Unsold Goods: Next EU Regulations For Fashion Brands
08 June 2022
08 June 2022
If all clothing and electronics shipments destroyed in Europe in 2020 were lined up one after the other in a row, they would cover one and a half times the Earth’s circumference. Not only is that bad for business, but it’s also bad for the planet.
It is widely known that brands around the world have historically chosen to destroy or discard excess stock and returned items rather than offer them at a discounted price. Such practices have caused uproar amongst the wider public as these habits are not only incredibly wasteful, but they are damaging to the planet. As a result, legal and advisory boards in Europe have begun to implement regulations as they seek to put pressure on industries to change their current practices and encourage the transition into more sustainable ones.
In March 2022, for instance, the EU Textile Strategy was launched. Along with a focus on minimum durability and repairability, as it seeks to shift towards a climate-neutral circular economy, the strategy that is expected to be enforced by 2027 will see that the destruction of unsold goods must be disclosed or potentially banned.
Another law that will put pressure on brands to adopt a more sustainable approach is the French Mandatory Labeling Law. Expected to be implemented by 2024, this law will see that the information provided on a label must show the social and environmental impact of the goods and services considered on their entire life cycle. This will include material type, quantity and provenance; Processes and technologies; Air cargo distance and provenance; Deadstock rate and deadstock fate.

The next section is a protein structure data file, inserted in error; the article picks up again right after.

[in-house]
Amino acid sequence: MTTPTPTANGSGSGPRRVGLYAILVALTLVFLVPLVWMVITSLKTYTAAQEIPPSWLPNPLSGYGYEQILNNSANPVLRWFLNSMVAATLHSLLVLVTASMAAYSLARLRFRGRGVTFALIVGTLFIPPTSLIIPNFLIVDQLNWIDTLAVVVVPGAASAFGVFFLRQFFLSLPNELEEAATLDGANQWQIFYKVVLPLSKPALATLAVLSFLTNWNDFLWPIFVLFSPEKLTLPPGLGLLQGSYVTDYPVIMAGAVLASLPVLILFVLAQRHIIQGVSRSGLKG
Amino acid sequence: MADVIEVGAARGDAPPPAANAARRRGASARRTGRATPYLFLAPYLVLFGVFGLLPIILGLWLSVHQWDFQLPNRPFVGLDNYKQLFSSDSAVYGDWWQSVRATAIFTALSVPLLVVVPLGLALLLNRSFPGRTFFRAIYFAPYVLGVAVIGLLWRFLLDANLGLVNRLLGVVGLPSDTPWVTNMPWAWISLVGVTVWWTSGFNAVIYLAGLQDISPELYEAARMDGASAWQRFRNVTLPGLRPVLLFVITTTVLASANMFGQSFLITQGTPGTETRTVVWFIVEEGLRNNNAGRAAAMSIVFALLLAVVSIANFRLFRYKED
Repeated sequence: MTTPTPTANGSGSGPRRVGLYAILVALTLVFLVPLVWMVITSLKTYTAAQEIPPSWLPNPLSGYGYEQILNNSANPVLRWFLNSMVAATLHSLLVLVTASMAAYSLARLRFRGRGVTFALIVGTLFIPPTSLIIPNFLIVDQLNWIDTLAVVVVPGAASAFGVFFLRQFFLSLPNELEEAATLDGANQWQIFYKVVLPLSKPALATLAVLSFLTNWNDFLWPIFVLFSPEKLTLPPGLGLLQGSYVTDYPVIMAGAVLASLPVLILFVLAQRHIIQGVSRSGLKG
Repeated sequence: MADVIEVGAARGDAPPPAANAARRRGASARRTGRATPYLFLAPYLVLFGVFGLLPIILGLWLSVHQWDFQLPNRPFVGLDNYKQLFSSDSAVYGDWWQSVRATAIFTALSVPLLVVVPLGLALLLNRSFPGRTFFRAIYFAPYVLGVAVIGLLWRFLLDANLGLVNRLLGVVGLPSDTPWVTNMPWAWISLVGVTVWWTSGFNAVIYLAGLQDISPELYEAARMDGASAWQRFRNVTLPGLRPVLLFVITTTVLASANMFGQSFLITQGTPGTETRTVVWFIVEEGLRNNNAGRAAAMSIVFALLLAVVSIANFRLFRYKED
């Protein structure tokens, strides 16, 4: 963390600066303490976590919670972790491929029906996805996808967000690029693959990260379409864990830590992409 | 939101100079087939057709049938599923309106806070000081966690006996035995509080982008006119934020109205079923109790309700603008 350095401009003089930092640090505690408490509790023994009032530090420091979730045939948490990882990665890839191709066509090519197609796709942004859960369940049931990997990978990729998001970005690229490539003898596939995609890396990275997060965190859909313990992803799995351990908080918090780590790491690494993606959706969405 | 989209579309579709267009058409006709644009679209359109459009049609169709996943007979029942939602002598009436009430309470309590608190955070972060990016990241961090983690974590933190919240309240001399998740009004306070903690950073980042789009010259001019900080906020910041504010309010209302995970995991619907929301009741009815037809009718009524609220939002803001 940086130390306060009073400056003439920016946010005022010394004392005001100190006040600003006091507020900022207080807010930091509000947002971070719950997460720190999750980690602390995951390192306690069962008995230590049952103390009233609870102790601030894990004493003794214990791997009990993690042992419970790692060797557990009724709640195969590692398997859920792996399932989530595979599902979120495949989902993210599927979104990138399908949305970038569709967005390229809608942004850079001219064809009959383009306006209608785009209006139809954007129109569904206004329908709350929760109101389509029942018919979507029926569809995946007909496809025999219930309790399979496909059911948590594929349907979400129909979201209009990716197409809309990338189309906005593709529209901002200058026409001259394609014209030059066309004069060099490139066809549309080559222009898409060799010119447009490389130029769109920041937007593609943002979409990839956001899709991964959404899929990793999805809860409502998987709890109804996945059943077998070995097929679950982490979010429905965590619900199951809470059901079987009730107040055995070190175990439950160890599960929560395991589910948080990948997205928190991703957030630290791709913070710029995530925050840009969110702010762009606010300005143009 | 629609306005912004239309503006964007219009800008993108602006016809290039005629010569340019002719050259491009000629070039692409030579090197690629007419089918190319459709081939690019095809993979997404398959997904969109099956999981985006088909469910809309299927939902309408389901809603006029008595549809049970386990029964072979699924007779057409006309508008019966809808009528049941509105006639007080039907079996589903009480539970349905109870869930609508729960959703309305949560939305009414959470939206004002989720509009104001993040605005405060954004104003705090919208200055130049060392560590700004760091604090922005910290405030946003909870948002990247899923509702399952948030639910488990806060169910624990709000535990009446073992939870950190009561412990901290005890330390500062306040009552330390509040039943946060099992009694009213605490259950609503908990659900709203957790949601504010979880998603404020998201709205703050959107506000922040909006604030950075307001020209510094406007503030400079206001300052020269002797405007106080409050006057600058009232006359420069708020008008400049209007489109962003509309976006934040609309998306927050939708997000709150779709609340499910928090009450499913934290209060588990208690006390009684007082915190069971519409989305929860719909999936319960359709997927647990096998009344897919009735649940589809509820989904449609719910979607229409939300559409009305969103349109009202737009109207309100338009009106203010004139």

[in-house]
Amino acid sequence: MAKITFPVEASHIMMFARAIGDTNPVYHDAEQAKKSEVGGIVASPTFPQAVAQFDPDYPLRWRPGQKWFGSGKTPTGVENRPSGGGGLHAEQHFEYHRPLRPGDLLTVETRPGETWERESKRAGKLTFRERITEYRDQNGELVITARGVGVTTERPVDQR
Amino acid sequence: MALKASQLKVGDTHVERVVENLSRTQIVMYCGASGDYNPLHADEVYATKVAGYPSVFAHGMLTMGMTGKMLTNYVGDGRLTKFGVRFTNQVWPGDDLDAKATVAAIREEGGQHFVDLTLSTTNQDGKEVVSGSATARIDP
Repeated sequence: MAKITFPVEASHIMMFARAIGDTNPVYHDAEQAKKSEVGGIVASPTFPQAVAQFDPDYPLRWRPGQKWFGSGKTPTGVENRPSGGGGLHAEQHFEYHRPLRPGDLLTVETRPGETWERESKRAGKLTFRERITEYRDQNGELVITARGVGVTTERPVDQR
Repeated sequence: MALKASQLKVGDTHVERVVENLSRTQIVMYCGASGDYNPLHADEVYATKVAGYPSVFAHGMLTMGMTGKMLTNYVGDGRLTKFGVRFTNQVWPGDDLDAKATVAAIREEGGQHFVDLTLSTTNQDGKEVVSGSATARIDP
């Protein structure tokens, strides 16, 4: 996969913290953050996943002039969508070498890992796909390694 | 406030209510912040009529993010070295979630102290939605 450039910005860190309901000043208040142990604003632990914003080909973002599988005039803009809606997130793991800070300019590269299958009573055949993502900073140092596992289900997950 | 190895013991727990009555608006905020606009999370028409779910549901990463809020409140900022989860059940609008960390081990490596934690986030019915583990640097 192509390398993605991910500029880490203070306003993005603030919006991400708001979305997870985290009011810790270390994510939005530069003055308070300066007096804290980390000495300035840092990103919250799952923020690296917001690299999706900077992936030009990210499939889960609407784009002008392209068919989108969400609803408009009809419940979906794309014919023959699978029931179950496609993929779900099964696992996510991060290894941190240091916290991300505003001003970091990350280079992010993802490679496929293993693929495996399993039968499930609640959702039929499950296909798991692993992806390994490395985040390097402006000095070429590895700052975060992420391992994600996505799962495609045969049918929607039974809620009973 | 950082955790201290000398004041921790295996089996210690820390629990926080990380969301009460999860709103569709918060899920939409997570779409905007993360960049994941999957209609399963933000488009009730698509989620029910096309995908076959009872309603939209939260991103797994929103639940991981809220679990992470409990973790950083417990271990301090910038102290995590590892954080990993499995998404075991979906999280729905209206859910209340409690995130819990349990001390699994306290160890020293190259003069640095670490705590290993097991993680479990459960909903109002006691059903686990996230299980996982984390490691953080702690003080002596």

Thirdly, the NY Fashion Act & German Supply Chain Act, which is due to come into effect in 2023, will address human rights and environmental issues along the supply chain. Brands will be expected to map out their supply chains, ensuring that they meet certain reduction targets on energy and greenhouse gas emissions, water, and chemical management, and pay workers a fair living wage.
Regulation is coming for fashion brands and retailers, and as those who do not adhere to certain standards face the potential of fines, it’s better to be ahead of the curve.
Take Off is committed to the mission of helping fashion brands and retailers find new and innovative ways to reduce their textile waste. Through our extensive understanding of the European and Eastern European markets, we can help brands identify new channels to sell and reutilise their excess stock. With this new business model, we can help brands and retailers sell everything, including returns, samples, and faulty items, tapping into previously missed revenue opportunities but also ensuring that they adhere to these new regulations and reach sustainability targets.